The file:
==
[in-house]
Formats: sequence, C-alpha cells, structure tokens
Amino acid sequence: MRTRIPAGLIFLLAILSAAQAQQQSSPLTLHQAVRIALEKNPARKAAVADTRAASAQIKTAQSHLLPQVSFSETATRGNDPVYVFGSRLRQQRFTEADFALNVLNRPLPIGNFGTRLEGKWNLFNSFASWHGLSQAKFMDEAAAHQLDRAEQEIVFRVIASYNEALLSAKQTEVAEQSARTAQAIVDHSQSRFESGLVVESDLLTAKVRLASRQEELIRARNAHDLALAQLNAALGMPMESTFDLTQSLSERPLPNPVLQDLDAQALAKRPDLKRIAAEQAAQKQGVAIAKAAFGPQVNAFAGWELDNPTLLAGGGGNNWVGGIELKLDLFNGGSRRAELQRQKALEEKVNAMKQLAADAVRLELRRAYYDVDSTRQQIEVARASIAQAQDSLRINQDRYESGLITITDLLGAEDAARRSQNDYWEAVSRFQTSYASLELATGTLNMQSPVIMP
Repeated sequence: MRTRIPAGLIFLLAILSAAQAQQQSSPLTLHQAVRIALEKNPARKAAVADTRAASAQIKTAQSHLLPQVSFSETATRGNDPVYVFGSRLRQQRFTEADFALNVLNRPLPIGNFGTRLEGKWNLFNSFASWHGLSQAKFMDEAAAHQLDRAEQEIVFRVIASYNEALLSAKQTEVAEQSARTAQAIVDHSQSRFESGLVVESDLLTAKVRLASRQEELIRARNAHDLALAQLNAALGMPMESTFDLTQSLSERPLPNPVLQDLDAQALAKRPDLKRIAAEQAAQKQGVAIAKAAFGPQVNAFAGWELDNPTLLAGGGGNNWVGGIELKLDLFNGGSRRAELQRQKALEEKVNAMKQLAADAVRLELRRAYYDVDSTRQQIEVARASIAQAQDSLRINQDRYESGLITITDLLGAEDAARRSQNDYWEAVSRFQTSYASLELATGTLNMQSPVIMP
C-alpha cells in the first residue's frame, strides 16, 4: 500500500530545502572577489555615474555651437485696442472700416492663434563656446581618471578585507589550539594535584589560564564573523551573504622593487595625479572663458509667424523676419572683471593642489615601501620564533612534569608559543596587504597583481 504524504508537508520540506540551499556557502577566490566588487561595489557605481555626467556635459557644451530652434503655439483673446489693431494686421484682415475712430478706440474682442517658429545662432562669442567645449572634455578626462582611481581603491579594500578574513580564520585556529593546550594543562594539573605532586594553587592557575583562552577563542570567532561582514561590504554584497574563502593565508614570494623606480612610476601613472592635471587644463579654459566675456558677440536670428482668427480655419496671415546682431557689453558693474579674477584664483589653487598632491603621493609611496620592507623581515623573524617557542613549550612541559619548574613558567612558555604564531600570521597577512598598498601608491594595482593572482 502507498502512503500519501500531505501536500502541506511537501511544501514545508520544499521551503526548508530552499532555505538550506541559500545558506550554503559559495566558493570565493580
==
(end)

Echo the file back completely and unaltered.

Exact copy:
[in-house]
Formats: sequence, C-alpha cells, structure tokens
Amino acid sequence: MRTRIPAGLIFLLAILSAAQAQQQSSPLTLHQAVRIALEKNPARKAAVADTRAASAQIKTAQSHLLPQVSFSETATRGNDPVYVFGSRLRQQRFTEADFALNVLNRPLPIGNFGTRLEGKWNLFNSFASWHGLSQAKFMDEAAAHQLDRAEQEIVFRVIASYNEALLSAKQTEVAEQSARTAQAIVDHSQSRFESGLVVESDLLTAKVRLASRQEELIRARNAHDLALAQLNAALGMPMESTFDLTQSLSERPLPNPVLQDLDAQALAKRPDLKRIAAEQAAQKQGVAIAKAAFGPQVNAFAGWELDNPTLLAGGGGNNWVGGIELKLDLFNGGSRRAELQRQKALEEKVNAMKQLAADAVRLELRRAYYDVDSTRQQIEVARASIAQAQDSLRINQDRYESGLITITDLLGAEDAARRSQNDYWEAVSRFQTSYASLELATGTLNMQSPVIMP
Repeated sequence: MRTRIPAGLIFLLAILSAAQAQQQSSPLTLHQAVRIALEKNPARKAAVADTRAASAQIKTAQSHLLPQVSFSETATRGNDPVYVFGSRLRQQRFTEADFALNVLNRPLPIGNFGTRLEGKWNLFNSFASWHGLSQAKFMDEAAAHQLDRAEQEIVFRVIASYNEALLSAKQTEVAEQSARTAQAIVDHSQSRFESGLVVESDLLTAKVRLASRQEELIRARNAHDLALAQLNAALGMPMESTFDLTQSLSERPLPNPVLQDLDAQALAKRPDLKRIAAEQAAQKQGVAIAKAAFGPQVNAFAGWELDNPTLLAGGGGNNWVGGIELKLDLFNGGSRRAELQRQKALEEKVNAMKQLAADAVRLELRRAYYDVDSTRQQIEVARASIAQAQDSLRINQDRYESGLITITDLLGAEDAARRSQNDYWEAVSRFQTSYASLELATGTLNMQSPVIMP
C-alpha cells in the first residue's frame, strides 16, 4: 500500500530545502572577489555615474555651437485696442472700416492663434563656446581618471578585507589550539594535584589560564564573523551573504622593487595625479572663458509667424523676419572683471593642489615601501620564533612534569608559543596587504597583481 504524504508537508520540506540551499556557502577566490566588487561595489557605481555626467556635459557644451530652434503655439483673446489693431494686421484682415475712430478706440474682442517658429545662432562669442567645449572634455578626462582611481581603491579594500578574513580564520585556529593546550594543562594539573605532586594553587592557575583562552577563542570567532561582514561590504554584497574563502593565508614570494623606480612610476601613472592635471587644463579654459566675456558677440536670428482668427480655419496671415546682431557689453558693474579674477584664483589653487598632491603621493609611496620592507623581515623573524617557542613549550612541559619548574613558567612558555604564531600570521597577512598598498601608491594595482593572482 502507498502512503500519501500531505501536500502541506511537501511544501514545508520544499521551503526548508530552499532555505538550506541559500545558506550554503559559495566558493570565493580